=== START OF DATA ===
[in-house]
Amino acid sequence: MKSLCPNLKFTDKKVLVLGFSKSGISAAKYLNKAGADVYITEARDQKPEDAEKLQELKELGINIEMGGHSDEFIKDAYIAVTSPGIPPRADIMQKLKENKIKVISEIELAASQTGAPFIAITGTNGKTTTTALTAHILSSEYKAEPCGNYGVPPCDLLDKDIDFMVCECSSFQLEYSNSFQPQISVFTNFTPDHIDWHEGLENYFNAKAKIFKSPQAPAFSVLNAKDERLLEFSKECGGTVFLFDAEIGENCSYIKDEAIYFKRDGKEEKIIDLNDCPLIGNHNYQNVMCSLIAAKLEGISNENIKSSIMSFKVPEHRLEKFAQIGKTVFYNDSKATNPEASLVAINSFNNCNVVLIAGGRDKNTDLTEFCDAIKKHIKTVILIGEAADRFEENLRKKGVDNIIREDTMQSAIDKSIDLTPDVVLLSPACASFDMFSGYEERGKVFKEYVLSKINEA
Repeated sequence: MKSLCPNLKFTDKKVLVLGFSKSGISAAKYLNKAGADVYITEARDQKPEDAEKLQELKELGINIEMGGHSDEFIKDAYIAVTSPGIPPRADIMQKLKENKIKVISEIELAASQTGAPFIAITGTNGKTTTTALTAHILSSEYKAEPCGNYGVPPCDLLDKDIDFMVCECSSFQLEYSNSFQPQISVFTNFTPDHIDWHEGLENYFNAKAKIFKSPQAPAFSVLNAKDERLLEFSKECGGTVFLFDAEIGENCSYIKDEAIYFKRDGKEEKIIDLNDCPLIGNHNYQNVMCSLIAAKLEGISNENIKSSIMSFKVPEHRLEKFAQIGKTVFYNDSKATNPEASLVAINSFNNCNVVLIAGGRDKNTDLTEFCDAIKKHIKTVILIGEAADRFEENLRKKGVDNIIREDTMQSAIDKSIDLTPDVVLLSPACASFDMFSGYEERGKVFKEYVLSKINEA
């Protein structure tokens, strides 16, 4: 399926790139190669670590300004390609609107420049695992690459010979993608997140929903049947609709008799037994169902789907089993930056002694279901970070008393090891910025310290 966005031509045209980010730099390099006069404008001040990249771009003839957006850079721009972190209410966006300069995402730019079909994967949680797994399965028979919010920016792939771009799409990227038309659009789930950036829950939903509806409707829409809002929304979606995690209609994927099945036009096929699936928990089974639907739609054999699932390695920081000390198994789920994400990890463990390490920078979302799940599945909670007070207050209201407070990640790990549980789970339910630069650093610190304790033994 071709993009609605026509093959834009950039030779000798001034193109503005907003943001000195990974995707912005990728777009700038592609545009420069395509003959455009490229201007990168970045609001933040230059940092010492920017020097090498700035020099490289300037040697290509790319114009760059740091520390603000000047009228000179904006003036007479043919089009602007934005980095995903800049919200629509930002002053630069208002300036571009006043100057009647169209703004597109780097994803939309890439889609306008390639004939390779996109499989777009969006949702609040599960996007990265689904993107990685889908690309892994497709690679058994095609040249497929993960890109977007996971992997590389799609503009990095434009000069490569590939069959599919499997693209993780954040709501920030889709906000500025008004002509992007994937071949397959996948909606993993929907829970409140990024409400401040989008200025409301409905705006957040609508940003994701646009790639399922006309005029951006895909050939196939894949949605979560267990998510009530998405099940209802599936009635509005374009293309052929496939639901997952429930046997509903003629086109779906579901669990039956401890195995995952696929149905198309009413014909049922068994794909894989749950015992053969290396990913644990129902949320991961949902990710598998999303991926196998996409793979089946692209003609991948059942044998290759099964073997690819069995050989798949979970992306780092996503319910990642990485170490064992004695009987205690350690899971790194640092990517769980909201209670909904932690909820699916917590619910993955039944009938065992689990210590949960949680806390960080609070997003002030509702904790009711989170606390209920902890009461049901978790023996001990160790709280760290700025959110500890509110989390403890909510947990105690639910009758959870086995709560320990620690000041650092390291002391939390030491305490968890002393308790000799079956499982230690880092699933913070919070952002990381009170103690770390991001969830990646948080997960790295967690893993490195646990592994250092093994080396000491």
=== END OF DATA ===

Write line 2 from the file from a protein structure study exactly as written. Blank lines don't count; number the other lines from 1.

Amino acid sequence: MKSLCPNLKFTDKKVLVLGFSKSGISAAKYLNKAGADVYITEARDQKPEDAEKLQELKELGINIEMGGHSDEFIKDAYIAVTSPGIPPRADIMQKLKENKIKVISEIELAASQTGAPFIAITGTNGKTTTTALTAHILSSEYKAEPCGNYGVPPCDLLDKDIDFMVCECSSFQLEYSNSFQPQISVFTNFTPDHIDWHEGLENYFNAKAKIFKSPQAPAFSVLNAKDERLLEFSKECGGTVFLFDAEIGENCSYIKDEAIYFKRDGKEEKIIDLNDCPLIGNHNYQNVMCSLIAAKLEGISNENIKSSIMSFKVPEHRLEKFAQIGKTVFYNDSKATNPEASLVAINSFNNCNVVLIAGGRDKNTDLTEFCDAIKKHIKTVILIGEAADRFEENLRKKGVDNIIREDTMQSAIDKSIDLTPDVVLLSPACASFDMFSGYEERGKVFKEYVLSKINEA